Sean Dow, MD'86, currently works as a pulmonologist and critical care physician in the Las Vegas area. He has also published his first novel, Debridement. This "what-if" thriller tells the tale of a doctor who is unjustly served with a medical malpractice suit by a greedy, unethical lawyer who will go to any lengths to win his case. The doctor decides that the only way out is murder the lawyer! More info available at: http://www.seandow.com/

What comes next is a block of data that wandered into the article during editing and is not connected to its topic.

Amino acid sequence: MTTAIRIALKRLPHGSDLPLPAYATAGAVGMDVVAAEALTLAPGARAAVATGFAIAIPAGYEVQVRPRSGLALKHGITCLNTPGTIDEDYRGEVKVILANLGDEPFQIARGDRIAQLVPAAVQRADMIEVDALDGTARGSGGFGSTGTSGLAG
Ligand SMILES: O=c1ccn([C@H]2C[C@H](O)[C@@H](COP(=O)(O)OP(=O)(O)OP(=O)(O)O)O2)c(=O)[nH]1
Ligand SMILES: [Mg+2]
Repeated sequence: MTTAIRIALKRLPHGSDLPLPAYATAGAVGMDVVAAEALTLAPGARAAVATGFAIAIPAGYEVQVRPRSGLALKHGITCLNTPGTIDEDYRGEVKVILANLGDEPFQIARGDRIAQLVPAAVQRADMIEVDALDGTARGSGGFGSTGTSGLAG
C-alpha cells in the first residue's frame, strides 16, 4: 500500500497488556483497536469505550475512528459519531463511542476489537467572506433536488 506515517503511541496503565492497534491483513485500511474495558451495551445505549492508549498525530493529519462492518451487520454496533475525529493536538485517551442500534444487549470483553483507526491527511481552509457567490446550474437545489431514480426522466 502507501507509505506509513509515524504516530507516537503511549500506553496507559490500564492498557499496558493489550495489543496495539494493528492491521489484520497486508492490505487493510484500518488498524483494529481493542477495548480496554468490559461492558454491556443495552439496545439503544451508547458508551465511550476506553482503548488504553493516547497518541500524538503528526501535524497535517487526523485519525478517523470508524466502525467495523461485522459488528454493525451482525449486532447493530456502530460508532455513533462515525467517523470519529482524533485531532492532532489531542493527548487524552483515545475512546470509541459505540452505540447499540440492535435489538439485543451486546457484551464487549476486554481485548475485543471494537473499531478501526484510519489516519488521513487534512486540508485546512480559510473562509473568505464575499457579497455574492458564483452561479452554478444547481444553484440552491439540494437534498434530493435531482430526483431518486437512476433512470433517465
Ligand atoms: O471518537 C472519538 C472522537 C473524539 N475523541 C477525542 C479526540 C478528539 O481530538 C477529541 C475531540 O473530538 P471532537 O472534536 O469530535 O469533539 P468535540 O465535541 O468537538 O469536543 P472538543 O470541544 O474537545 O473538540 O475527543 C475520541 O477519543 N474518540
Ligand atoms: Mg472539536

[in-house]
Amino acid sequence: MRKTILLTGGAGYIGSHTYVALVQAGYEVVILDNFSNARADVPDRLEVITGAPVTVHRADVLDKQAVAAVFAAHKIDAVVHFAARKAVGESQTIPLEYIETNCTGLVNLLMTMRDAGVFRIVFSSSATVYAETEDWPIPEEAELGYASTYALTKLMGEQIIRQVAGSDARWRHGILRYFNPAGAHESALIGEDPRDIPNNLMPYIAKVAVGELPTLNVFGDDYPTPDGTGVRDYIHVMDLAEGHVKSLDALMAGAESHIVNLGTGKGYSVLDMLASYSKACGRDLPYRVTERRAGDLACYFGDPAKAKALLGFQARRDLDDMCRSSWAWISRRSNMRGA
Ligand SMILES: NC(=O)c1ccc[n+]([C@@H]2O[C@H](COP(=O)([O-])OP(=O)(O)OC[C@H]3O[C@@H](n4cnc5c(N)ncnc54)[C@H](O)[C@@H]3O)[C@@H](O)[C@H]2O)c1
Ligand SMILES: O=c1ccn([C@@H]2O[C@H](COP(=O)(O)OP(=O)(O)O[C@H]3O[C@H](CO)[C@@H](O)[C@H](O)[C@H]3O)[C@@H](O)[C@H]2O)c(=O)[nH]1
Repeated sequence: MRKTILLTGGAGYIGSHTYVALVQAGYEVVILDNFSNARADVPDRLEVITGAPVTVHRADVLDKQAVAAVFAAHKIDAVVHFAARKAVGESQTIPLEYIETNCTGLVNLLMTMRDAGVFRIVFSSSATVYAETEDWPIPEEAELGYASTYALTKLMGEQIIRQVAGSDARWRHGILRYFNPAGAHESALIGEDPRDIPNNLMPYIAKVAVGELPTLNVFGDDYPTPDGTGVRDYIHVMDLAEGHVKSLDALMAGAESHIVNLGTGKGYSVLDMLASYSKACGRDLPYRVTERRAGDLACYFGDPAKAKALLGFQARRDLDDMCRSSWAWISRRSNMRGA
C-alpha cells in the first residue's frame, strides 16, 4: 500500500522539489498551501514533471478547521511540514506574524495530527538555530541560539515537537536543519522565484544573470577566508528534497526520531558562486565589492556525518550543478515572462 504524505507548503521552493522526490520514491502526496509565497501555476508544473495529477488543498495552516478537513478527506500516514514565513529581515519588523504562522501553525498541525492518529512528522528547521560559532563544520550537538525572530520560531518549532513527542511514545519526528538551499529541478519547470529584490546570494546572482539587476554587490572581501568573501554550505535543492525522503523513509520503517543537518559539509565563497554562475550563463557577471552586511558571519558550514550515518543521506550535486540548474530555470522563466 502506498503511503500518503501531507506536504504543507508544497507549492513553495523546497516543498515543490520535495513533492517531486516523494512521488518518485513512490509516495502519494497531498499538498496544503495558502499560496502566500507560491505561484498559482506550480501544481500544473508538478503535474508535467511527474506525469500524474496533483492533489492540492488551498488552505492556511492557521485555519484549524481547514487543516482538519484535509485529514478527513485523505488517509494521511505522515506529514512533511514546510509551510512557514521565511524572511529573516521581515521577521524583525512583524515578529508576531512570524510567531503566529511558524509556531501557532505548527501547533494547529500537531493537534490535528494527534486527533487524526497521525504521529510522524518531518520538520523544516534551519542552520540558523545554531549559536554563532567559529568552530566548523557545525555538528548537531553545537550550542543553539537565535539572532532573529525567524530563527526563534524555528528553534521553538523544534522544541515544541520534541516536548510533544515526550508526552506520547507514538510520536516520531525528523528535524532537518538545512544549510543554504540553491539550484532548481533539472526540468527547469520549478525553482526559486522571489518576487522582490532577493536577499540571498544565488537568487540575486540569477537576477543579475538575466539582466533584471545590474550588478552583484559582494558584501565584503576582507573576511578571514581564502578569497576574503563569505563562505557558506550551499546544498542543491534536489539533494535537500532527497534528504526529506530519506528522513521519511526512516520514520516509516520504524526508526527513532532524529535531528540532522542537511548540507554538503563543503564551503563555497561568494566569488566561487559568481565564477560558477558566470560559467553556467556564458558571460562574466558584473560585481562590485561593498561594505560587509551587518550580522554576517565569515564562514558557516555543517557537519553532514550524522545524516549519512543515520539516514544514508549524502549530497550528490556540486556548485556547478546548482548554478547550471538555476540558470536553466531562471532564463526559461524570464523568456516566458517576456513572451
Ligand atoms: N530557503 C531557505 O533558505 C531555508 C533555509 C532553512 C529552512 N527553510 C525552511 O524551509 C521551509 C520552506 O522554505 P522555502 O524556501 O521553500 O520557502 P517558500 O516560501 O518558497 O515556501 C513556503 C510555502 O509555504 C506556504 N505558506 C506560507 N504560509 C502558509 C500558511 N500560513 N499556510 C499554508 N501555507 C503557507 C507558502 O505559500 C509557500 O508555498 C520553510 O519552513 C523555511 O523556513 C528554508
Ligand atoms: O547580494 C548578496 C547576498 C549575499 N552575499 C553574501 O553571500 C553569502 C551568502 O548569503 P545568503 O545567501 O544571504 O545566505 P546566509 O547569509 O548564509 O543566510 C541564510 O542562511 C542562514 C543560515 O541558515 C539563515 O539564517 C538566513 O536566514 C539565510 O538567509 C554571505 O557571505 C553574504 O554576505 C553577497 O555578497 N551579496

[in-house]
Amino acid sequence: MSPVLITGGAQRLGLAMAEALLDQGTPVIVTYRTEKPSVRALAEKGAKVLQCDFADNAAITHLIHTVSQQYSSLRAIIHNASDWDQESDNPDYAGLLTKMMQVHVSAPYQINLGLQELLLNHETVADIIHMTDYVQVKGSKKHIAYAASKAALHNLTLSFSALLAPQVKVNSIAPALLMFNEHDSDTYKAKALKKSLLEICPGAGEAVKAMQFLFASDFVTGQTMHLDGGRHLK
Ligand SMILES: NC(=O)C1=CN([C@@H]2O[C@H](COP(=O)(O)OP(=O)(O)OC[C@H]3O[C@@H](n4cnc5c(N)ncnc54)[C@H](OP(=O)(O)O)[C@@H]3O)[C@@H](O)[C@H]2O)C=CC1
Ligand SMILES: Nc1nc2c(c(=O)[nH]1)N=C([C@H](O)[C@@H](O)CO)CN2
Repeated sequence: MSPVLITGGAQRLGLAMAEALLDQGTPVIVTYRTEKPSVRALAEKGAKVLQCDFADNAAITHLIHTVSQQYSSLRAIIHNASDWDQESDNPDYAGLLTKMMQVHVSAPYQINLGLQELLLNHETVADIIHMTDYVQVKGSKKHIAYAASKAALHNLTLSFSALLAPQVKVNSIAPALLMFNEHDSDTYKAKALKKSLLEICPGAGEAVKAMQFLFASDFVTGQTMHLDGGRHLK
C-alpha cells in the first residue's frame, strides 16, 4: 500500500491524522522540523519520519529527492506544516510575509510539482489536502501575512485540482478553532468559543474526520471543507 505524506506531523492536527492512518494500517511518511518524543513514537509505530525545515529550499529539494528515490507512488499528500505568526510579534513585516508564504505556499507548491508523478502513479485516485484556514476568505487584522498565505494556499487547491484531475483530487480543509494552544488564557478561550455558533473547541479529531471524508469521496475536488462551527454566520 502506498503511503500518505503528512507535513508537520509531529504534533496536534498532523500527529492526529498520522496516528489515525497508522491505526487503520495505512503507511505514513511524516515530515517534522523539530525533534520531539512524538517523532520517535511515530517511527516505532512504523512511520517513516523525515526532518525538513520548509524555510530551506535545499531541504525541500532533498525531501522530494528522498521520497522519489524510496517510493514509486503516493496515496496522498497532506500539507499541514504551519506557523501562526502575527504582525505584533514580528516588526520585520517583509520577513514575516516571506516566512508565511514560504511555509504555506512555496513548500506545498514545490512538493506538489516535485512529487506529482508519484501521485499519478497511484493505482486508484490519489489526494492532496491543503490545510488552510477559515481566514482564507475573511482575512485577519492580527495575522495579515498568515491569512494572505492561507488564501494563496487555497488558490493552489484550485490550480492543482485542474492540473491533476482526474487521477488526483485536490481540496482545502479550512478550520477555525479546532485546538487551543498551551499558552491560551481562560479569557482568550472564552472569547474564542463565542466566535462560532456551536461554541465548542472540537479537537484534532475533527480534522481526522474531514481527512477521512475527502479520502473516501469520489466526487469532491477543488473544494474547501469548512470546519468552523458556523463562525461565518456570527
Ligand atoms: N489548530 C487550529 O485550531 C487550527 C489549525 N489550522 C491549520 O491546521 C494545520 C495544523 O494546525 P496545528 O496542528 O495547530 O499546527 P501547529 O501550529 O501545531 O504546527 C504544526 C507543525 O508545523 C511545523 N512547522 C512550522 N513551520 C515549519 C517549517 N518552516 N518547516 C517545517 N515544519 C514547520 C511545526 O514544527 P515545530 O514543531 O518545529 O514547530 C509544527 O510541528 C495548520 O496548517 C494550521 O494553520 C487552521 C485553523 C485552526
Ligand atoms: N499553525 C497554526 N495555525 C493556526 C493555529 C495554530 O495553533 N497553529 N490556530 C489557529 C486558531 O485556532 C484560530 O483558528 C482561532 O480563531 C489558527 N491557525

Dr. Stewart passed away on Wednesday, May 29, 2013. He graduated from the University of Kansas School of Medicine in 1987. He completed his residency in Obstetrics/Gynecology at Wesley Medical Center in Wichita, KS, where he met his wife of 23 years. They spent two years in Baltimore, MD, where Dr. Stewart completed a Fellowship in Reproductive Medicine at Johns Hopkins Hospital. They returned to Kansas City where Dr. Stewart helped establish a reproductive program at the University of Kansas Medical Center as Assistant Professor, Division of Reproductive Endocrinology. After 5 years, he joined Shawnee Mission Medical Center and founded the Reproductive Medicine and Infertility Department where he spent the remainder of his life. Named a Kansas City Super Doctor in 2006, 2008 and 2010, Dr. Stewart was nationally renowned in his field of expertise and invited to lecture at many seminars and other events. He always held himself to the highest standards of his chosen profession and would expect no less from others. Dr. Stewart is survived by his wife, Cindy; father, Lou Stewart; mother and step-father, Pat and Don Richardson; two sisters, Debra and Lisa and 2 nieces. In addition, he was truly loved by his in-laws Elaine VanDeventer and husband Rick Zarley, Bob and Pam VanDeventer, Bill and Cathy VanDeventer, Arlene VanDeventer, nieces, nephews and grandnieces and nephews (Updated June 2013).